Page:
Tough Jews: Political Fantasies and the Moral Dilemma of American Jewry

Paul Breines, Author Basic Books $19.95 (277p) ISBN 978-0-465-08636-8
In place of the image of the Jew as morally sensitive outsider, a Woody Allen schlemiel or meek victim, according to Breines, a diametrically opposite self-image has emerged: the ``tough Jew,'' assertive, brashly confident, condoning political violence. A history professor at Boston College, Breines examines various tough-Jew personas: leftist, gangster, soldier, militant Zionist, cowboy of the American West. The legacy of this aggressive new self-image, he contends, is brutality, militarism, racism towards blacks and Arabs. The tough-Jew syndrome emerges in Philip Roth's pugilist fantasies and in Freud's identification with the ``Semitic general'' Hannibal. Rambo, a personification of the U.S. cult of violent masculinity, finds an echo in what Breines calls ``Rambowitz novels,'' some 40 works, mostly American, analyzed in this provocative, sure-to-be-controversial study, a startling rereading of Jewish history, past and present. (Sept.)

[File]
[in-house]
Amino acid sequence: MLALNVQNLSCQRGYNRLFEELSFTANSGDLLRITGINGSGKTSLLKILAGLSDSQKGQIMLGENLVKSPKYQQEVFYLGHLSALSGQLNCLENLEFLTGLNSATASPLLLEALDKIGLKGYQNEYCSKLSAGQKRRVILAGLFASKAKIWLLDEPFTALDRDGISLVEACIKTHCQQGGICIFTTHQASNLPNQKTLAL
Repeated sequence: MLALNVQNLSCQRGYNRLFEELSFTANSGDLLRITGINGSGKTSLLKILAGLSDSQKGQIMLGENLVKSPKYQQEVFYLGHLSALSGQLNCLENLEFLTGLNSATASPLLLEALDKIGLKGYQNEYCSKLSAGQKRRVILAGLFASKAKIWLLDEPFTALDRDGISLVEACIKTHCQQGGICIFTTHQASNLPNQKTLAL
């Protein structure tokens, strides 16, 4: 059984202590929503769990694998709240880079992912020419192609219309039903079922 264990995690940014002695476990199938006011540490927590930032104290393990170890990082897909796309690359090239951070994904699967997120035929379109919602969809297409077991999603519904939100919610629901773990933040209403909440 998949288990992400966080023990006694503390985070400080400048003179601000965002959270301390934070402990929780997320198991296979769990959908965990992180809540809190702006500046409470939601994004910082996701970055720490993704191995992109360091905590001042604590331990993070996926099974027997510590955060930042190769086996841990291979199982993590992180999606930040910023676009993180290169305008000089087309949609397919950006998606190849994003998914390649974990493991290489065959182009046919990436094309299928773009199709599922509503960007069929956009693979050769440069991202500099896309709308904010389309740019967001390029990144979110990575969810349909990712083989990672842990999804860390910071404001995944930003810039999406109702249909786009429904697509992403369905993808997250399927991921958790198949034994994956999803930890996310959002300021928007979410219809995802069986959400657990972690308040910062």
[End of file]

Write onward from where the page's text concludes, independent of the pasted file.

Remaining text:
Reviewed on: 08/29/1990
Release date: 09/01/1990
Paperback - 304 pages - 978-0-465-08642-9
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